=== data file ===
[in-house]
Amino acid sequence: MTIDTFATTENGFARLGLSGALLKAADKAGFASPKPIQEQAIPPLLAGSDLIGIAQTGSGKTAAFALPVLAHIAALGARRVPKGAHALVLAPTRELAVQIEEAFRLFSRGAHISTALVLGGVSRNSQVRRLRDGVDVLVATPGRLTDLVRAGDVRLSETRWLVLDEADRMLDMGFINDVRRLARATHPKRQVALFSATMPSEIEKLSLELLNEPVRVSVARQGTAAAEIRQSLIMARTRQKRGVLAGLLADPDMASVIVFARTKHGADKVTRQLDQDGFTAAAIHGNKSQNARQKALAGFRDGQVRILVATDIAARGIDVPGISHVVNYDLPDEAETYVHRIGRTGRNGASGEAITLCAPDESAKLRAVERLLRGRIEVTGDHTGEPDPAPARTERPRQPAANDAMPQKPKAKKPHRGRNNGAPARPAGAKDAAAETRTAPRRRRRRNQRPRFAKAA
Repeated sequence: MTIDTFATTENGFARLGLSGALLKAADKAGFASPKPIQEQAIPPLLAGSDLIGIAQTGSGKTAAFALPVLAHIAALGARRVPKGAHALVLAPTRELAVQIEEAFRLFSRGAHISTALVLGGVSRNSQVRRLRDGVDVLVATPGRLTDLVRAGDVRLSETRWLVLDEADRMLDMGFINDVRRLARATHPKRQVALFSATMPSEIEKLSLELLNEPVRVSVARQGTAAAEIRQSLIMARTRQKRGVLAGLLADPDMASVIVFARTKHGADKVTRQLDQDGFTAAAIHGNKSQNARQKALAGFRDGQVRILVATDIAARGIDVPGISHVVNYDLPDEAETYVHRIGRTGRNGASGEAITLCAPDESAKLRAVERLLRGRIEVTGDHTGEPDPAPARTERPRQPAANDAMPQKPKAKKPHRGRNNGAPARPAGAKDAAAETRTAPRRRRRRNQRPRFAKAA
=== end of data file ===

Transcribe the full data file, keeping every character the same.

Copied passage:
[in-house]
Amino acid sequence: MTIDTFATTENGFARLGLSGALLKAADKAGFASPKPIQEQAIPPLLAGSDLIGIAQTGSGKTAAFALPVLAHIAALGARRVPKGAHALVLAPTRELAVQIEEAFRLFSRGAHISTALVLGGVSRNSQVRRLRDGVDVLVATPGRLTDLVRAGDVRLSETRWLVLDEADRMLDMGFINDVRRLARATHPKRQVALFSATMPSEIEKLSLELLNEPVRVSVARQGTAAAEIRQSLIMARTRQKRGVLAGLLADPDMASVIVFARTKHGADKVTRQLDQDGFTAAAIHGNKSQNARQKALAGFRDGQVRILVATDIAARGIDVPGISHVVNYDLPDEAETYVHRIGRTGRNGASGEAITLCAPDESAKLRAVERLLRGRIEVTGDHTGEPDPAPARTERPRQPAANDAMPQKPKAKKPHRGRNNGAPARPAGAKDAAAETRTAPRRRRRRNQRPRFAKAA
Repeated sequence: MTIDTFATTENGFARLGLSGALLKAADKAGFASPKPIQEQAIPPLLAGSDLIGIAQTGSGKTAAFALPVLAHIAALGARRVPKGAHALVLAPTRELAVQIEEAFRLFSRGAHISTALVLGGVSRNSQVRRLRDGVDVLVATPGRLTDLVRAGDVRLSETRWLVLDEADRMLDMGFINDVRRLARATHPKRQVALFSATMPSEIEKLSLELLNEPVRVSVARQGTAAAEIRQSLIMARTRQKRGVLAGLLADPDMASVIVFARTKHGADKVTRQLDQDGFTAAAIHGNKSQNARQKALAGFRDGQVRILVATDIAARGIDVPGISHVVNYDLPDEAETYVHRIGRTGRNGASGEAITLCAPDESAKLRAVERLLRGRIEVTGDHTGEPDPAPARTERPRQPAANDAMPQKPKAKKPHRGRNNGAPARPAGAKDAAAETRTAPRRRRRRNQRPRFAKAA